Who will get your passwords when you die? Have you ever thought about it? If you live in the USA, the government is asking you to consider this matter (according to an article I just read on The Atlantic, that is). Putting plans for your social media accounts into your will is now something being recommended.
My spouse knows the login info for all of my major accounts – but is that enough? The article I read on The Atlantic explained, “that the average person has 25 password-protected accounts and types about eight passwords a day.” Juggling so many password-protected accounts is pretty intense for the average person, let alone a grieving friend or family member. And besides even knowing how to access the accounts of the deceased – knowing what to do with such accounts can require survivors to take some real shots in the dark.
Would you like your account to stay open and function as a virtual memorial? The Facebook memorialization feature is widely used for just this reason. Perhaps you’d like your online self to die along with your analog flesh and bone? It’s one more thing that the modern computerized person needs to really think about it.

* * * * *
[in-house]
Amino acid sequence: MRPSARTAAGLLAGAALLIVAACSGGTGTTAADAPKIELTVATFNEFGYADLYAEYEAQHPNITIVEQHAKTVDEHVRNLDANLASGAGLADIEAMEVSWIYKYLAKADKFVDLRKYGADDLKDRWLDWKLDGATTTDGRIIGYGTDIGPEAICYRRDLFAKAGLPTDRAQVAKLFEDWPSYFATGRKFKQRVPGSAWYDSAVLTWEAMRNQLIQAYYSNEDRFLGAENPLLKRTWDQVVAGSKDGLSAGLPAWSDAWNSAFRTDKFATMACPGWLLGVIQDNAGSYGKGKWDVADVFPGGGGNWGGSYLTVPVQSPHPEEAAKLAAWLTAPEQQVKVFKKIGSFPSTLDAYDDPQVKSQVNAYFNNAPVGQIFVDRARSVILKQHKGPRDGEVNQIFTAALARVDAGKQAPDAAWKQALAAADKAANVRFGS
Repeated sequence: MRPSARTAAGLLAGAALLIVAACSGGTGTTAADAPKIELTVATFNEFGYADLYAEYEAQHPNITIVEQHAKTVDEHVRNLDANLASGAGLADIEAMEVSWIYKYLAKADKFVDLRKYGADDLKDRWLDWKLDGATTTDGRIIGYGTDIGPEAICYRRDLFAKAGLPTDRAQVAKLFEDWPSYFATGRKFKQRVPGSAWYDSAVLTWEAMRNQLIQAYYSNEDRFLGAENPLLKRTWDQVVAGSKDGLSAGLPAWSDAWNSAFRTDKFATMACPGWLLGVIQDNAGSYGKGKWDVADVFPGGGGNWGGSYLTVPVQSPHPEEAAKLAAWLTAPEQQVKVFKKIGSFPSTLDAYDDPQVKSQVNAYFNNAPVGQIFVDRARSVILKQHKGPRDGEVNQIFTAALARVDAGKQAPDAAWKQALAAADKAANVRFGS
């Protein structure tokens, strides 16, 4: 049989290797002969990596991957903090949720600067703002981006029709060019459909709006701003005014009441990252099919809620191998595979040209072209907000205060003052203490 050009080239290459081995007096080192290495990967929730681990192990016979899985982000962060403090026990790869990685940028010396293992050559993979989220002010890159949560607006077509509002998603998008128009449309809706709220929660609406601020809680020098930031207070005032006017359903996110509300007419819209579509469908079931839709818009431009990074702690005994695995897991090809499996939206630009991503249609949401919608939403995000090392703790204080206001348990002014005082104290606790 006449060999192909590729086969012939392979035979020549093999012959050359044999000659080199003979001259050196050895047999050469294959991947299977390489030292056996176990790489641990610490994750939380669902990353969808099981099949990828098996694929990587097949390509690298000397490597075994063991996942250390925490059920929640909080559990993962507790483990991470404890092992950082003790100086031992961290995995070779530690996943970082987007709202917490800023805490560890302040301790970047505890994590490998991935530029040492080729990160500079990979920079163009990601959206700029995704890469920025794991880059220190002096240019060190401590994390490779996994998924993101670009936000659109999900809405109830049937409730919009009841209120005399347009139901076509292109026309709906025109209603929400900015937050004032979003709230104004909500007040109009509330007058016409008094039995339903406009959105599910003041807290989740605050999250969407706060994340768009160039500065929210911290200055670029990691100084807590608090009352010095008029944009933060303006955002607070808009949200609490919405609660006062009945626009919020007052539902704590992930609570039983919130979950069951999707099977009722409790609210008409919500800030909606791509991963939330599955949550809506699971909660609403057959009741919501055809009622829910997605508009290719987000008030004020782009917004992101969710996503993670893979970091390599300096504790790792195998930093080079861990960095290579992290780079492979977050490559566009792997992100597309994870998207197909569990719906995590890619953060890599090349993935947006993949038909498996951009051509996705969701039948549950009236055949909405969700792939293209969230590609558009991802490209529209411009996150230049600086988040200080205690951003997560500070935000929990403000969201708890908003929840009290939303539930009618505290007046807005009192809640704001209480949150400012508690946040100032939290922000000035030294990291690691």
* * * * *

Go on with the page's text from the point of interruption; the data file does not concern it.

Keep in mind a few pointers though (as mentioned in the article on The Atlantic) – wills become public record. So you may not want to go posting all of your passwords and login information right in your will. Suggests the article, “you might want to consider establishing a trust or just an informal agreement with information about your passwords and how you would like your accounts to be handled.”
This isn’t the first time I’ve delved into such morbid media ideas. Immortum (currently down for site construction at the time of press) is a social media site that caters to post-life posting, and we’ve reported on it here before. Perhaps using a platform like Immortum in conjunction with a will and/or estate that specifically relegates instructions for your accounts is the best way to go? Seems like all bases would be covered that way.
As our online lives become a more serious facet of our personalities and lives in entirety – it’s a serious and valid thing to consider.
Image Source: “Reporting Death to Facebook / Twitter… Should They Change Their Policy,” (e-membrance, 2012).